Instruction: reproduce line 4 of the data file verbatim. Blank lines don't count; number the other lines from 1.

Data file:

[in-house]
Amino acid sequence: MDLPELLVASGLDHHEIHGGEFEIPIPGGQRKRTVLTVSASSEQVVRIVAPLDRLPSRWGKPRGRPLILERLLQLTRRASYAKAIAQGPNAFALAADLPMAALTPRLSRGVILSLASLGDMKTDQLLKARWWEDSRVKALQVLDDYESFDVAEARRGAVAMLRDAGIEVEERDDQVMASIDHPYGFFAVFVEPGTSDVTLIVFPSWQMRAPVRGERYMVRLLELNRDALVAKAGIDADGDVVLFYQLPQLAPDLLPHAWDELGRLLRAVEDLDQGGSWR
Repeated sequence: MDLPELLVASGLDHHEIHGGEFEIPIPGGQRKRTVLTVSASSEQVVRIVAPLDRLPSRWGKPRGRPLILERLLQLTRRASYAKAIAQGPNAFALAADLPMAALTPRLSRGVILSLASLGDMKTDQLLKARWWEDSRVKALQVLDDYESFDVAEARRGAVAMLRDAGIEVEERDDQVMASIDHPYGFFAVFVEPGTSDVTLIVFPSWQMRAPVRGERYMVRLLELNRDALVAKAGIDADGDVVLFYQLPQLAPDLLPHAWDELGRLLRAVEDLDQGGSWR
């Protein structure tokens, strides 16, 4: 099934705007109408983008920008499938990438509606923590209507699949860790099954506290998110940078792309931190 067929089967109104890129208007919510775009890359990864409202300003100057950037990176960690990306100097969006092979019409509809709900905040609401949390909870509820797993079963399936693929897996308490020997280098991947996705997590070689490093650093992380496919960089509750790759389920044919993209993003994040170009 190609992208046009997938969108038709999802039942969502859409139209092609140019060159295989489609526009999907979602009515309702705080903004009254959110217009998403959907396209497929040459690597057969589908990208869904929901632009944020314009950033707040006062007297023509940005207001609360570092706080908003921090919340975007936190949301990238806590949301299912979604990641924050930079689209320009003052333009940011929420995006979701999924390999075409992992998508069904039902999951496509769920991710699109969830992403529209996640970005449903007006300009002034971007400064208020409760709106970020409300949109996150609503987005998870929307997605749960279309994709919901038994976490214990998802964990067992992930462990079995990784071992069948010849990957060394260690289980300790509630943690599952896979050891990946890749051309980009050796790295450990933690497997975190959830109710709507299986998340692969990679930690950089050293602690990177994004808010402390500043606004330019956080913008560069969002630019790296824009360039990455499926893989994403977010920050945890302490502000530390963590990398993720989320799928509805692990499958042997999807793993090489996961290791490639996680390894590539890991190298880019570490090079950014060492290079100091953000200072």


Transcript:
């Protein structure tokens, strides 16, 4: 099934705007109408983008920008499938990438509606923590209507699949860790099954506290998110940078792309931190 067929089967109104890129208007919510775009890359990864409202300003100057950037990176960690990306100097969006092979019409509809709900905040609401949390909870509820797993079963399936693929897996308490020997280098991947996705997590070689490093650093992380496919960089509750790759389920044919993209993003994040170009 190609992208046009997938969108038709999802039942969502859409139209092609140019060159295989489609526009999907979602009515309702705080903004009254959110217009998403959907396209497929040459690597057969589908990208869904929901632009944020314009950033707040006062007297023509940005207001609360570092706080908003921090919340975007936190949301990238806590949301299912979604990641924050930079689209320009003052333009940011929420995006979701999924390999075409992992998508069904039902999951496509769920991710699109969830992403529209996640970005449903007006300009002034971007400064208020409760709106970020409300949109996150609503987005998870929307997605749960279309994709919901038994976490214990998802964990067992992930462990079995990784071992069948010849990957060394260690289980300790509630943690599952896979050891990946890749051309980009050796790295450990933690497997975190959830109710709507299986998340692969990679930690950089050293602690990177994004808010402390500043606004330019956080913008560069969002630019790296824009360039990455499926893989994403977010920050945890302490502000530390963590990398993720989320799928509805692990499958042997999807793993090489996961290791490639996680390894590539890991190298880019570490090079950014060492290079100091953000200072």